Valerian Root to Relax & Destress

Like humans, every dog is capable of experiencing anxiety. You’ve probably got a mental checklist of your dog’s stressors– overexcited children clamoring to pet her, the looming vacuum, road trips. You also know how to keep her out of those uncomfortable situations. 

Unfortunately, some situations that may stress out a worried whisker-toter—like thunder or vet visits are unavoidable. 

But this is where valerian shines. Used in combination with other complementary herbs, it’s a pivotal piece of a natural solution for your anxious pup. 

On The Agenda

What Is Valerian

A flowering plant native to parts of Asia and Europe, Valerian is a favorite herb in the Traditional Chinese Medicine family. 

This herb was put to use all the way back in ancient Greece—Hippocrates, the Greek doctor who became the namesake for the Hippocratic Oath, often prescribed it to treat insomnia.

Centuries ago, valerian’s white, pink flower buds were even used to make perfume (although when the flower is dried, it’s said to smell like sweaty gym socks. Pungent. Stinkyyyy, even).


Where It Comes From

Valerian is native to Asia and Europe. It’s considered a garden plant, but it happily sprouts in damp grasslands, riverbanks, meadows, and woodlands. It’s a resilient plant that grows quite easily, thriving even in cold conditions. 

How It Works

Valerian root is a powerful force for good when it comes to your dog’s anxious brain. Valerian is known for its ability to “move Qi especially in the heart and calm the spirit.” In Traditional Chinese Medicine (TCM), the ‘Heart’ is the store of the ‘Mind’ or what basically is referred to as someone’s vitality or mental faculties. 

From a Western perspective, the seed’s calming and sedative properties are attributed to the combination of compounds found in the seed. 

Both perspectives are communicating the same thing– that the herb is credited with calming and sedative properties.


From a Western perspective, the calming effects come from compounds and a few antioxidants that promote more quality zZz’s. The compounds communicate with a chemical messenger in your tail-wagger’s brain dedicated to processing threats, fears, and stress. 

Think of it like a little herb messenger telling your pup’s brain to take a chill pill. So, if your dog’s brain is shouting that there’s danger ahead, this is the part of the brain that valerian root speaks to (and tells to calm down). 

From a TCM perspective, the herb enters organs like the stomach, liver, and most importantly, the heart, which houses what we see as our emotional and mental faculties. It moves Qi in the heart and calms the spirit to put the mind (heart ‘shen’) at ease.

Relaxing Properties

The antioxidants hesperidia and linarin found in valerian root are known to have relaxing and anxiety-easing effects. Just to double down on the whole “take a chill pill” idea. 

History doesn’t lie: the ancient Greeks were doin’ it right using valerian for insomnia. The herb’s mildly sedating effects promoted relaxation and sleep for those shepherds that had trouble counting sheep at night.

Fusing Herbs to Unlock their Potential

Like most Chinese herbs, valerian root works best when used in tandem with other complementary herbs—specifically, herbs that enhance its own calming and mild sedating effects, like passionflower. 

How Dr. B Uses It

Dr. Bessent uses valerian in combination with other fast-acting, complementary herbs. She developed a safe and effective formula to promote a more calm and restful state in pups with occasional anxiety.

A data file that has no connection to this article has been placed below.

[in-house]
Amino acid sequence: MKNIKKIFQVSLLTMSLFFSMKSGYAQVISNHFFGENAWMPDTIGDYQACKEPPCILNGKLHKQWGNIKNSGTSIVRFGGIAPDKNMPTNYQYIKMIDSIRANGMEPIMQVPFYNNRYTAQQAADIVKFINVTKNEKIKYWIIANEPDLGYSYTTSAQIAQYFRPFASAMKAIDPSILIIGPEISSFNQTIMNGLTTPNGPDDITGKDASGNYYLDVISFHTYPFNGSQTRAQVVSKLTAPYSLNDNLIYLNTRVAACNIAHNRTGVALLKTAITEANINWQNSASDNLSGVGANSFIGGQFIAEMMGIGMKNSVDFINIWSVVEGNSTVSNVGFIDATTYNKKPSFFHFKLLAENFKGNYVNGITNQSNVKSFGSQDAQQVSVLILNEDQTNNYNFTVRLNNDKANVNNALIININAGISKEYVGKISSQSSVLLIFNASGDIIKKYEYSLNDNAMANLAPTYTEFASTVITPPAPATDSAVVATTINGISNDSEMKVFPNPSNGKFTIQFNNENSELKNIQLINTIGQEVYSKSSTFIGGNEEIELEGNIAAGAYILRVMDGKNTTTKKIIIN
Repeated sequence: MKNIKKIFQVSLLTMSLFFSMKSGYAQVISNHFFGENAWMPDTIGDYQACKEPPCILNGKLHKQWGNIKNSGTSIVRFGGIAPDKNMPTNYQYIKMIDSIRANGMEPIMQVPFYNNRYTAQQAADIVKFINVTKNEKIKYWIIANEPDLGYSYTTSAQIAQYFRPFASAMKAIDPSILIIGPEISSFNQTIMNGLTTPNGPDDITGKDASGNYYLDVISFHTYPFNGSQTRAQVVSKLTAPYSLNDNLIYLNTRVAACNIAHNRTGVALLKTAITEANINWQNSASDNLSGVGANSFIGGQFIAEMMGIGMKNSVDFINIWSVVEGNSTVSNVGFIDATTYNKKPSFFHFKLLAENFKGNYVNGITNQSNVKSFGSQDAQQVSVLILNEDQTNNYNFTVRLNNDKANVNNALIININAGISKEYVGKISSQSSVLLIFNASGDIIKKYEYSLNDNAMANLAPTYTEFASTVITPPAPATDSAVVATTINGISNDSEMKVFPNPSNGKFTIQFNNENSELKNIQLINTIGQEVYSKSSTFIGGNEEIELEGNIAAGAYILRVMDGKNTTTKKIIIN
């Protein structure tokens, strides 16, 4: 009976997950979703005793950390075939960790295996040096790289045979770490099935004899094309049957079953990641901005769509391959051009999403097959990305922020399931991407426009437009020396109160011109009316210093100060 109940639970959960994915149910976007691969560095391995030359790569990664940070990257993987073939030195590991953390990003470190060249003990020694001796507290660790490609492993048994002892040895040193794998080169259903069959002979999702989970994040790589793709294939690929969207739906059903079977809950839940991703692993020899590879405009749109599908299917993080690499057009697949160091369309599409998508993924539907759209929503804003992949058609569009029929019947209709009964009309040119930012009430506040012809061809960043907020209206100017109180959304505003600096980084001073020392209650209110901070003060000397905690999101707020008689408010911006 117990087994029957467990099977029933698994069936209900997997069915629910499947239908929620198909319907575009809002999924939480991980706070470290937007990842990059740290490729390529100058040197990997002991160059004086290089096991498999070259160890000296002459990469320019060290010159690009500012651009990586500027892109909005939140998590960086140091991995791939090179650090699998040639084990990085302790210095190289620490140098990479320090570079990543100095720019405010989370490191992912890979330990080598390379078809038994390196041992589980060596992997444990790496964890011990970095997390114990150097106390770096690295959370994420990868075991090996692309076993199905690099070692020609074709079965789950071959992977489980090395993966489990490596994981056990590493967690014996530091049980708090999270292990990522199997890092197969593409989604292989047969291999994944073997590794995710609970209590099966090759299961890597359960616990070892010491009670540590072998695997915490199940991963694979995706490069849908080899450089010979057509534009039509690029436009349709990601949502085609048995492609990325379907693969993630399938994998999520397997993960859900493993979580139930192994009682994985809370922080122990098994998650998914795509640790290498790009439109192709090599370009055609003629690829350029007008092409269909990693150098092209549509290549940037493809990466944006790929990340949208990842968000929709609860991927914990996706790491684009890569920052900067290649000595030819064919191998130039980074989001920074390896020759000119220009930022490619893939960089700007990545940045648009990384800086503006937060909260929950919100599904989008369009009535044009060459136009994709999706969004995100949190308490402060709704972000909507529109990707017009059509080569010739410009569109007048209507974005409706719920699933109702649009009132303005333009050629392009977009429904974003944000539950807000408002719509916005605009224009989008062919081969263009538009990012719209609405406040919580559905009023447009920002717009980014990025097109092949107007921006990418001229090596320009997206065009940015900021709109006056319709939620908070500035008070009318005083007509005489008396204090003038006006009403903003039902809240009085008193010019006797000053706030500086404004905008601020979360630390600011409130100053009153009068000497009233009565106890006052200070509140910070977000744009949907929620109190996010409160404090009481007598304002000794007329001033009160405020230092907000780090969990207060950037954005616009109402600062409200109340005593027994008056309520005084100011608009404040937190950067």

Anxiety affects humans much the same way it affects our pets. It can be a normal, healthy emotion that, even when we try not to let it, it can often get the best of us. 

It’s our pet’s way of coping with stress, and oftentimes, it’s only situational—when going to the vet, or even the car ride itself, when dropped at boarding for the weekend, or because of the quaking booms of fireworks.

But when these out-of-the-norm experiences do happen, or your dog’s routine is shaken up, these quick-acting herbs are a natural way to keep their worried mind at ease. 

Being prepared with July 3rd chews, you can offer a natural, synergistic combination of herbs to promote a sense of relief in your anxious dog’s mind, helping them feel more like themselves in any challenging situation. 

It’s solace for every pet parent – quick-acting relief without the long-standing, drowsy effects when you need a temporary solution for your anxious dog. 

For dogs with daily, unending anxiety, it’s a different approach– one that utilizes the long-term calming herbs of Calm Shen to balance emotional highs and lows. 

How do you know if your dog’s anxiety is normal, occasional behavior? Check out our anxiety guide to learn more.

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Dr. Chris Besent

Dr. Chris Besent

Chris Bessent, DVM, MSOM, Dipl. OM, L.Ac. has over thirty years of experience in veterinary medicine including certificates in veterinary acupuncture, veterinary chiropractic and veterinary Chinese herbology. Imbued with Eastern philosophy and the knowledge that food is the foundation of health, Dr. Bessent also received her degree in veterinary nutrition and began to formulate recipes fit for a carnivore from nothing but whole foods. Currently, she divides her time between the Simple Food Project and Herbsmith, both of which are owned and operated out of her facilities in southeastern Wisconsin.

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Kayla Behling - Writer

Kayla Behling - Writer

Kayla is the Content Editor for Herbsmith. She has a cat named Professor Cat-Faced Meowmers, who goes by Kitty, and a goof of a dog, named Duck. She stays busy biking trails, playing board games, and searching for the next best craft beer.

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